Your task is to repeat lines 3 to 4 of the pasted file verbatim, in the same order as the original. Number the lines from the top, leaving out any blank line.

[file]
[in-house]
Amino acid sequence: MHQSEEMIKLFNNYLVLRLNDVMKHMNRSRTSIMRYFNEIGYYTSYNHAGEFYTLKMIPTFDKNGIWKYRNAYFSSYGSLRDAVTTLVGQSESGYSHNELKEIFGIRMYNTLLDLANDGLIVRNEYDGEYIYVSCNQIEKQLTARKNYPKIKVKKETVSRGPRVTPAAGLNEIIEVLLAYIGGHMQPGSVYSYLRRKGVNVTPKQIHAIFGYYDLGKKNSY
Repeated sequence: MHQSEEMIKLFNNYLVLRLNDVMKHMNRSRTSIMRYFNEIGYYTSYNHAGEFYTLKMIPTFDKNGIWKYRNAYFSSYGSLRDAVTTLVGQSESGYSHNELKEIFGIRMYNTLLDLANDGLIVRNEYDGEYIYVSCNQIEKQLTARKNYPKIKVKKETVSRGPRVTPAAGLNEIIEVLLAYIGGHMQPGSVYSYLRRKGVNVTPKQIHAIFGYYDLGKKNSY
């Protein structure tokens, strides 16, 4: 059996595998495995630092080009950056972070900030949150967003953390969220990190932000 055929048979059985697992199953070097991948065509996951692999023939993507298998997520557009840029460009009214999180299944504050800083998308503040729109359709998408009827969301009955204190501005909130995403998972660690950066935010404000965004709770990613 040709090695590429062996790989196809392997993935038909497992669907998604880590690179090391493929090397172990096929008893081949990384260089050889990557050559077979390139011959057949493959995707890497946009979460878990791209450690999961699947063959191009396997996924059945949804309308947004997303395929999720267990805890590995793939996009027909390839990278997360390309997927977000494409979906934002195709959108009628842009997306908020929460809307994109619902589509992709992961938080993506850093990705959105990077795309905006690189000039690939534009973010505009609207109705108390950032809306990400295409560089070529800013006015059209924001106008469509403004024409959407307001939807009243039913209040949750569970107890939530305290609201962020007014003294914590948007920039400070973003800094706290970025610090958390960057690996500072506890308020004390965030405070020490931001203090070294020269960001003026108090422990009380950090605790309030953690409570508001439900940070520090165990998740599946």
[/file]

Repeated sequence: MHQSEEMIKLFNNYLVLRLNDVMKHMNRSRTSIMRYFNEIGYYTSYNHAGEFYTLKMIPTFDKNGIWKYRNAYFSSYGSLRDAVTTLVGQSESGYSHNELKEIFGIRMYNTLLDLANDGLIVRNEYDGEYIYVSCNQIEKQLTARKNYPKIKVKKETVSRGPRVTPAAGLNEIIEVLLAYIGGHMQPGSVYSYLRRKGVNVTPKQIHAIFGYYDLGKKNSY
């Protein structure tokens, strides 16, 4: 059996595998495995630092080009950056972070900030949150967003953390969220990190932000 055929048979059985697992199953070097991948065509996951692999023939993507298998997520557009840029460009009214999180299944504050800083998308503040729109359709998408009827969301009955204190501005909130995403998972660690950066935010404000965004709770990613 040709090695590429062996790989196809392997993935038909497992669907998604880590690179090391493929090397172990096929008893081949990384260089050889990557050559077979390139011959057949493959995707890497946009979460878990791209450690999961699947063959191009396997996924059945949804309308947004997303395929999720267990805890590995793939996009027909390839990278997360390309997927977000494409979906934002195709959108009628842009997306908020929460809307994109619902589509992709992961938080993506850093990705959105990077795309905006690189000039690939534009973010505009609207109705108390950032809306990400295409560089070529800013006015059209924001106008469509403004024409959407307001939807009243039913209040949750569970107890939530305290609201962020007014003294914590948007920039400070973003800094706290970025610090958390960057690996500072506890308020004390965030405070020490931001203090070294020269960001003026108090422990009380950090605790309030953690409570508001439900940070520090165990998740599946």